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Professor George Huber and postdoctoral researcher Houqian Li working in lab
August 10, 2023

Revolutionary chemical recycling process adds big value to ‘junk’ plastic waste

Written By: Jason Daley

Although many Americans dutifully deposit their plastic trash into the appropriate bins each week, much of that material, including flexible films, multilayer materials and a lot of colored plastics are not recyclable using conventional mechanical recycling methods. In the end, only about 9% of plastic in the U.S. is ever reused. Equally discouraging, the products made from recycled plastic typically are low-value, meaning the high costs of recycling don’t necessarily yield great returns.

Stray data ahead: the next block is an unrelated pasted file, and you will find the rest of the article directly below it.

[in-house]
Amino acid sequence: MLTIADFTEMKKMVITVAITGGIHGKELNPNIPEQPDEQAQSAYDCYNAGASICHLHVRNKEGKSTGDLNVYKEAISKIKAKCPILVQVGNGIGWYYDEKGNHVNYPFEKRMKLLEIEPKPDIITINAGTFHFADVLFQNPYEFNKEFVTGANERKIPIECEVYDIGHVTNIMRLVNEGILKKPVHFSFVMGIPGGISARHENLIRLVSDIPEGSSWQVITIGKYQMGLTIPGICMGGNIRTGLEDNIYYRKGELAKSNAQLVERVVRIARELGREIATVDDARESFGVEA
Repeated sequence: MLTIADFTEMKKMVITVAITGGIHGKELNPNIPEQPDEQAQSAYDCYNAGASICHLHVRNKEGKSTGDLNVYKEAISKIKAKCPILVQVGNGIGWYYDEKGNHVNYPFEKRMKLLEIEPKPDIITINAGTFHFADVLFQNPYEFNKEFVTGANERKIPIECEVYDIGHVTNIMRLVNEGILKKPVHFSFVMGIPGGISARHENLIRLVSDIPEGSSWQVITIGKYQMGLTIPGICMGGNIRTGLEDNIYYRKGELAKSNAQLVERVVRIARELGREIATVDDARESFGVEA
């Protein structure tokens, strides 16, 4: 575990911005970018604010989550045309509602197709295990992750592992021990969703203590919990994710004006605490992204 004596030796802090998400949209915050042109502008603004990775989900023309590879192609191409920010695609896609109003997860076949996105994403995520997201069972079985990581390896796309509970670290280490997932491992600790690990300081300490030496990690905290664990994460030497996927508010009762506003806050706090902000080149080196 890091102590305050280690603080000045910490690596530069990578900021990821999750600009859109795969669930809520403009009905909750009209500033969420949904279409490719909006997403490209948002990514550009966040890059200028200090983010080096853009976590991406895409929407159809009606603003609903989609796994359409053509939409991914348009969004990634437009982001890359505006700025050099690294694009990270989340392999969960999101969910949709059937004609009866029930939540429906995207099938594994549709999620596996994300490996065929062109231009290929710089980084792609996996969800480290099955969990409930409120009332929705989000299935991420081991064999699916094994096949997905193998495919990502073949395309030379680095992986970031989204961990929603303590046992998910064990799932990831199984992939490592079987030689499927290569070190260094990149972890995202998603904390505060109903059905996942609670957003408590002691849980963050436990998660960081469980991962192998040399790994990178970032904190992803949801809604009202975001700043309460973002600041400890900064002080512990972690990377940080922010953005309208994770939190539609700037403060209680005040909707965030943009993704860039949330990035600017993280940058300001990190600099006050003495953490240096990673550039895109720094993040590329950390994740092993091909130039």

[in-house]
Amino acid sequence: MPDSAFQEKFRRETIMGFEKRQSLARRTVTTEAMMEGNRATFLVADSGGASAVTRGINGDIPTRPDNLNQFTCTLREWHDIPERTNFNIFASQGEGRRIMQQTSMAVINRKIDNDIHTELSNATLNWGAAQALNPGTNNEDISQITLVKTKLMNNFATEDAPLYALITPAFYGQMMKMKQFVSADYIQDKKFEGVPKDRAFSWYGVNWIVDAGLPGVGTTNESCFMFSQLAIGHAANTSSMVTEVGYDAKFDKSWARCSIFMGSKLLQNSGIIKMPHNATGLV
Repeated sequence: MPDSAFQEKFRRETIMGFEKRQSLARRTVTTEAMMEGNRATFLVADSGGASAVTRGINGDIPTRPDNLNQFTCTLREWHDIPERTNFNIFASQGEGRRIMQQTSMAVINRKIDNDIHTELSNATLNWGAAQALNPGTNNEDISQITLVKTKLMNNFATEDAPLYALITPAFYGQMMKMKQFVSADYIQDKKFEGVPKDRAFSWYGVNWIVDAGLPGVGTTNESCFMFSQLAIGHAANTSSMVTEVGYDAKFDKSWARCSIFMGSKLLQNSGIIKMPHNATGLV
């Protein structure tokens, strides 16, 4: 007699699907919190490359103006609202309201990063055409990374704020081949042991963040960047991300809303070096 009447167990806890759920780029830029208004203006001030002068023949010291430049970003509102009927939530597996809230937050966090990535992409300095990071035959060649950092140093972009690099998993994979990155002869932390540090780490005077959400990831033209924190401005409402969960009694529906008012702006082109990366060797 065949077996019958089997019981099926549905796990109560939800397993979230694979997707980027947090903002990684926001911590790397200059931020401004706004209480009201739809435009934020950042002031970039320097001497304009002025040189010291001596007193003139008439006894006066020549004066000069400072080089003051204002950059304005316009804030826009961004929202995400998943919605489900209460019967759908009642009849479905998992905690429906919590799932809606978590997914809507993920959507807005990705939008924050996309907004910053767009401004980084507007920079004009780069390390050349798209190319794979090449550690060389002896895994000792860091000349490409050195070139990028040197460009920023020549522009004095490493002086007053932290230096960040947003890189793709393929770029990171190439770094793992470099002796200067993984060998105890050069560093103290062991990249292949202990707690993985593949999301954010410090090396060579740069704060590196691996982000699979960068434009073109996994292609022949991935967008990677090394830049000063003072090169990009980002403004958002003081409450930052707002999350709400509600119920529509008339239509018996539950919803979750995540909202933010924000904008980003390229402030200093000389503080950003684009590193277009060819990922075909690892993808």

With a new technique, however, University of Wisconsin-Madison chemical engineers can turn waste plastic into high-value chemicals. The method relies on two chemical processes—pyrolysis and hydroformylation—which ultimately increase the economic incentives for plastic recycling and open the door to recycling new types of plastic.

Heating plastic waste, like this, in a low-oxygen environment creates an oil that can further processed into high-value chemicals. Credit: Joel Hallberg.

The team estimates its methods could reduce greenhouse gas emissions from the conventional production of these industrial chemicals by roughly 60 percent.

The researchers, led by George W. Huber, a professor of chemical and biological engineering at UW-Madison and director of the Department of Energy-funded Center for the Chemical Upcycling of Waste Plastics, postdoctoral researcher Dr. Houqian Li and PhD student Jiayang Wu, described their methods in the August 11, 2023 issue of the journal Science.